Defensive Driving: Trucking Safety
Considering the value of the cargo that drivers transport in their trailers, and their most precious cargo – themselves, driving defensively is arguably one of their most important responsibilities. Their lives – and the lives of those that find themselves near them on the highway – depends on it. Let’s take a look at the meaning of driving defensively and discuss techniques for staying safe.
What is defensive driving?
Defensive drivers anticipate dangerous situations by taking into account the actions of others and the presence of adverse driving conditions. Simply stated, in order to drive defensively, drivers should be ready for hazards on the road.
What does defensive driving require?
Defensive driving requires the knowledge and strict observance of all traffic rules and regulations applicable to the area in which the vehicle is being operated. A successful defensive driver will never be involved in a preventable accident. The following recommendations can be helpful in learning to drive with a defensive mentality. Share them with your drivers. Defensive driving requires:
- A constant alertness for the illegal acts and driving errors of other drivers, and a willingness to make timely adjustments in your own driving so that these actions will not cause you to get into an accident.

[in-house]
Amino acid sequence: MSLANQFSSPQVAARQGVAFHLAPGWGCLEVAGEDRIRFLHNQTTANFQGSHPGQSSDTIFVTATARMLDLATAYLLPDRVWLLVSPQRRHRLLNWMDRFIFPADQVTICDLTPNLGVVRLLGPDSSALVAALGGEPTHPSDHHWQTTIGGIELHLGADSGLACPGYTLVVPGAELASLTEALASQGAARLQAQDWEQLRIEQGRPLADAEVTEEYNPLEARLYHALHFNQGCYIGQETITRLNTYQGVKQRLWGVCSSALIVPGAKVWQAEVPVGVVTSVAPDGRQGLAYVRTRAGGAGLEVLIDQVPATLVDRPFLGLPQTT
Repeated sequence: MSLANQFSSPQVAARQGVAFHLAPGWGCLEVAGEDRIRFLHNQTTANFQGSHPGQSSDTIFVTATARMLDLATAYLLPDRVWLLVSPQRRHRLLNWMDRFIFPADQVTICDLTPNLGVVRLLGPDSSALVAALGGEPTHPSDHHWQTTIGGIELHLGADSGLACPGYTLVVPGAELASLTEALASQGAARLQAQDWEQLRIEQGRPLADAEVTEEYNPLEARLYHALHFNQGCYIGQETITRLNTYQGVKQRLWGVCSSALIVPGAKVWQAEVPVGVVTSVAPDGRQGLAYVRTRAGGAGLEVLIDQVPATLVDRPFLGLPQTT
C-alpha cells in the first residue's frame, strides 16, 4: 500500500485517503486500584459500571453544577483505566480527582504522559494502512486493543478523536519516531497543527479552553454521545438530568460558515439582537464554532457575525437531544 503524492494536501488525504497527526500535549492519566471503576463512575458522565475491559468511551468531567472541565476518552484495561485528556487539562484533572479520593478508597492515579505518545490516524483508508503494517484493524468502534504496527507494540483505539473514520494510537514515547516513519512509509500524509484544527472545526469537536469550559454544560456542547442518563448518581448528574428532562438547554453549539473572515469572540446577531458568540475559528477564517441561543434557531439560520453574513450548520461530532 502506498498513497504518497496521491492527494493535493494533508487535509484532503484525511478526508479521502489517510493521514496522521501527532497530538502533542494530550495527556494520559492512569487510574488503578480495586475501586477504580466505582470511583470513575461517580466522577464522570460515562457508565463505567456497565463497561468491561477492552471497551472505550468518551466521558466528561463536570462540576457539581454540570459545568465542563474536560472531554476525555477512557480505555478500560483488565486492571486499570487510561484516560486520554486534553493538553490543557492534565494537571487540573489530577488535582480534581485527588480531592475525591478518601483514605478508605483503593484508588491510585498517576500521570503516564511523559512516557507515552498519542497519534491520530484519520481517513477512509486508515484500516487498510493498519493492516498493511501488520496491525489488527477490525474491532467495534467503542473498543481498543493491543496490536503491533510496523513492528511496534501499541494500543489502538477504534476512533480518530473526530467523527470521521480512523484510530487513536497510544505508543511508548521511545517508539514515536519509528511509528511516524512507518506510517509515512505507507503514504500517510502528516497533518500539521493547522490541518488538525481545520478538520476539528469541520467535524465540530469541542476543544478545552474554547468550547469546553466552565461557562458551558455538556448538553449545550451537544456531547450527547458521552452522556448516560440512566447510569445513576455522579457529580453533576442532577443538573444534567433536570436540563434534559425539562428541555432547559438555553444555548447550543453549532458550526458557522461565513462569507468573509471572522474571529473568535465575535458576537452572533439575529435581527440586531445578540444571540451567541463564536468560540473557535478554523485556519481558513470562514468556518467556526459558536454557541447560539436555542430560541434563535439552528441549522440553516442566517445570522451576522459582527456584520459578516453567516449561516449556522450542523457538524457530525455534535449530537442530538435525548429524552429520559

- An understanding and anticipation of any adjustments you may need to make for hazards presented by abnormal, unusual or changing conditions. Such conditions include the mechanical functioning of your vehicle, type of road surface, weather, light, amount of traffic, and your physical condition and state of mind.
- A thorough knowledge of the rules of right of way and a willingness to yield the right of way to another driver whenever necessary to avoid an accident.
- An attitude of confidence that you can drive without ever having a preventable accident.
Three Basic Steps to Driving Defensively
Strive to follow these three basic steps:
- See the hazard. When driving, think about what is going to happen or what may happen as far ahead of encountering a situation as possible.
- Understand the defence. Specific situations require specific ways of reacting. Become familiar with the unusual conditions that you may face and learn how to handle them.
- Act in time. Once you’ve noted a hazard and understand the defence against it, act as soon as possible! Never take a “wait and see what happens” attitude when driving.
By remembering these three steps and keeping good driving techniques in mind, drivers will learn to tailor their own driving behaviour to the unexpected actions of other drivers and pedestrians.
They’ll also be ready to adapt to the unpredictable and ever-changing factors of light, weather, road and traffic conditions, the mechanical conditions of their vehicles and their physical ability to concentrate and drive.